Viking Age Arms and Armor
Other Defenses

Men of Terror cover art

Much of the text presented on this page is out-of-date. Until we find time to make the needed updates to this page, we strongly encourage readers to look at this topic as it is presented in our new book, Men of Terror, available now from your favorite book seller.

The sagas mention other personal defenses. In chapter 45 of Eyrbyggja saga, Freysteinn was protected from a sword cut to his neck by a piece of horn sewn into his felt hat. In chapter 41 of Vatnsdęla saga, Ingólfur put flat stones on his chest and back, which protected him when he attacked a band of thieves.

stone armor
stone armor in the Viking age

In chapter 2 of Vopnfiršinga saga, Brodd-Helgi similarly protected himself with flat stones under his clothing. When Svartr thrust at Brodd-Helgi with his halberd (höggspjót), it glanced off the stone so violently that Svartr pitched forward, allowing Brodd-Helgi to cut off his leg. The event took place on Smjörvatnsheiši below Smjörfjöll in Iceland, shown to the right as it appears today.


Occasionally, objects worn on the body provided protection from an attack, even though they were never intended to serve as armor. In chapter 58 of Eyrbyggja saga, Óspakr and Žórir were fighting. Žórir lunged at Óspakr with his knife, but Óspakr avoided the attack. Žórir overcommitted and fell forward on his knees, with his head down. Óspakr drove his axe into Žórir's back. However, Žórir had a knife hanging from a strap around his neck. The knife had slipped around to his back, and it took the force of the blow. Žórir received only a slight wound on either side of the knife.

In chapter 44 of Eyrbyggja saga, Snorri goši and his men fought against Steinžórr and his men at Geirvör in Įlftafjöršur (shown to the right as it appears today). Snorri requested a truce from Steinžór's people, and Steinžórr replied by asking Snorri to extend a hand, presumably to seal the truce. However, Steinžórr treacherously cut at Snorri's outstretched arm with his sword. The sword landed on Snorri's temple ring (which was probably worn on the upper arm). Snorri was unhurt, but the ring was nearly broken in two.


In chapter 11 of Grettis saga, Žorgeir walked to the boat shed at Reykjarfjöršur (left, as the farm appears today) before dawn to prepare for a day of fishing. Žorfinnr came up behind him and drove his axe into Žorgeir's back so that it sank in between his shoulder blades. Žorfinnr released the axe and ran away.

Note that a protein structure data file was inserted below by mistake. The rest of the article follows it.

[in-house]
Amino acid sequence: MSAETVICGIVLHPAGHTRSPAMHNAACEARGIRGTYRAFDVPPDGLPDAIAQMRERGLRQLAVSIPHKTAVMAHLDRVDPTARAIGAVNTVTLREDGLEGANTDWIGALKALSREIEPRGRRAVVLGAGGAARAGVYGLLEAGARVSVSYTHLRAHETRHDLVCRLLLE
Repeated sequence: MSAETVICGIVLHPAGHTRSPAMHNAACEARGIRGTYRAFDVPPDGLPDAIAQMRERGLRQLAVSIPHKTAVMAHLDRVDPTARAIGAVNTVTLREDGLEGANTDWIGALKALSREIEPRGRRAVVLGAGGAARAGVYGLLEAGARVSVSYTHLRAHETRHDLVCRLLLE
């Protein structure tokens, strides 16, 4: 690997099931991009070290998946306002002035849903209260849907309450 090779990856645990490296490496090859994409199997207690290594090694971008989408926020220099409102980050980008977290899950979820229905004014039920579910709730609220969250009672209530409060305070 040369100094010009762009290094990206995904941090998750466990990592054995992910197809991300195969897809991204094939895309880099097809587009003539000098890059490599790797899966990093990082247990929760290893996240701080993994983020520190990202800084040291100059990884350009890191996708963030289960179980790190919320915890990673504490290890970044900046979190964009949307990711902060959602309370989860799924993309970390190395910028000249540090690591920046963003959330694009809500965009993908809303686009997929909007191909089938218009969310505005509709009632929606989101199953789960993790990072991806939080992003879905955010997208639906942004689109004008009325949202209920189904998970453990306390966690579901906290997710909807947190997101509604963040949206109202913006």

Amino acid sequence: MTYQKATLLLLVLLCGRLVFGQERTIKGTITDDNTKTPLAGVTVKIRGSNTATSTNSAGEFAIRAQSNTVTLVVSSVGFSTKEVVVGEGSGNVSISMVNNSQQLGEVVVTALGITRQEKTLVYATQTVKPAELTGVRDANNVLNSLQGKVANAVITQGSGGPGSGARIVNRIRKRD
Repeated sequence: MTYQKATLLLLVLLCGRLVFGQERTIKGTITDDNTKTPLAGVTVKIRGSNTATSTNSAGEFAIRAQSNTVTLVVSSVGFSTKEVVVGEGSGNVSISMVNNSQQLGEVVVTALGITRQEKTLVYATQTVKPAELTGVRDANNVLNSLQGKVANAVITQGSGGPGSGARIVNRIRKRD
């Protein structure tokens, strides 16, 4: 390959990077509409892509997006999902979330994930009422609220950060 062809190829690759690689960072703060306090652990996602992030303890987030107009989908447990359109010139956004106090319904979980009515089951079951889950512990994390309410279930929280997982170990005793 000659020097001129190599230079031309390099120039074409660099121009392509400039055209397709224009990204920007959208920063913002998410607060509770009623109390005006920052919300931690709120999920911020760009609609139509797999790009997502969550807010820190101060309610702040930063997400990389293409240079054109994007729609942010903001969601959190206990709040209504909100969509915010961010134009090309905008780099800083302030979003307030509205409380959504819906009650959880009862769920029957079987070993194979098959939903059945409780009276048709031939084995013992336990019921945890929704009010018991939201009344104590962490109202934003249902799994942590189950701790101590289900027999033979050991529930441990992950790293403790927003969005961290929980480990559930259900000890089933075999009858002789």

What Žorfinnr didn't see was that Žorgeir had a leather flask full of drink on his back, which took the full force of the axe blow. The flask was ruined, but Žorgeir was unharmed. Žorgeir's flask might have resembled the reproduction leather flask shown to the right.


Some believe that Žorgeir's farm was at Reykjanes, where the fjord opens to the sea (left). Either could be supported by the saga text.

The stories describe ways in which fights were stopped by third parties. The most common method was to throw clothing or blankets onto the combatants' weapons, rendering them ineffectual. This was done by men to capture an opponent without harming him (Egils saga chapter 46) or by women to stop a fight as happened in the fight at Eyvindarstašir (right) described in chapter 18 of Vopnfiršinga saga.


One clever trick is described in chapter 15 of Gull-Žóris saga. Žórir and Steinólfur were fighting, and men joined the battle on both sides. But some of Steinólf's men saw a large group of men riding towards the battle from a farm that would be supporting Žórir. Steinólf's men, fearing overwhelming numbers were about to join the battle, turned and headed for their ships. Only later was it revealed that the large group of approaching "men" were cattle being driven towards the battle site with clothing draped over their horns.

Video demonstration
throwing a cloak on a sword
Windows Media

In another case, it was done by an unarmed man while under attack. In chapter 39 of Finnboga saga ramma, Žorgrķmur grabbed a hidden sword and attacked Finnbogi, who was unarmed. Finnbogi threw his cloak over the sword to reduce its effectiveness, and then grappled with Žorgrķmur, bringing him down and killing him.

One might think it would be easy for a swordsman to continue fighting with a cloak on his sword, or at least to throw it off. The cloak, weighing nearly as much (if not more than) the sword significantly unbalances it, making control of the sword difficult. Additionally, if the cloak is thrown with a twist (like throwing out a fishing net) it entangles itself around the swordsman's arm and weapon (and head), making removal difficult and possibly resulting in a disarm. A speculative reconstruction of a disarm with a cloak is shown in this combat demo video, part of a longer fight.

The video linked on the left shows how a cloak can be thrown from the side to entangle a swordsman. The photo on the right shows a round of sparring in which a cloak is used to defend against two swords in a Hurstwic Viking combat training session.

splint armor

Some believe that Viking fighters used splinted armor, armor made from metal strips attached to leather straps fastened around legs and arms to prevent edged weapons from biting. Remains of this type of armor are found from the Viking age outside of Viking lands, and in some Viking trading centers. Additionally, the armor is found in Scandinavia, but from before the Viking era, such as the 7th century metal splints found at Valsgärde in Sweden shown to the left. I do not find the evidence convincing for the use of this kind of armor in Viking lands.

<< Previous article

Back to Arms and Armor
Table of Contents

Next article >>

©1999-2024 William R. Short
Contact us at Hurstwic, LLC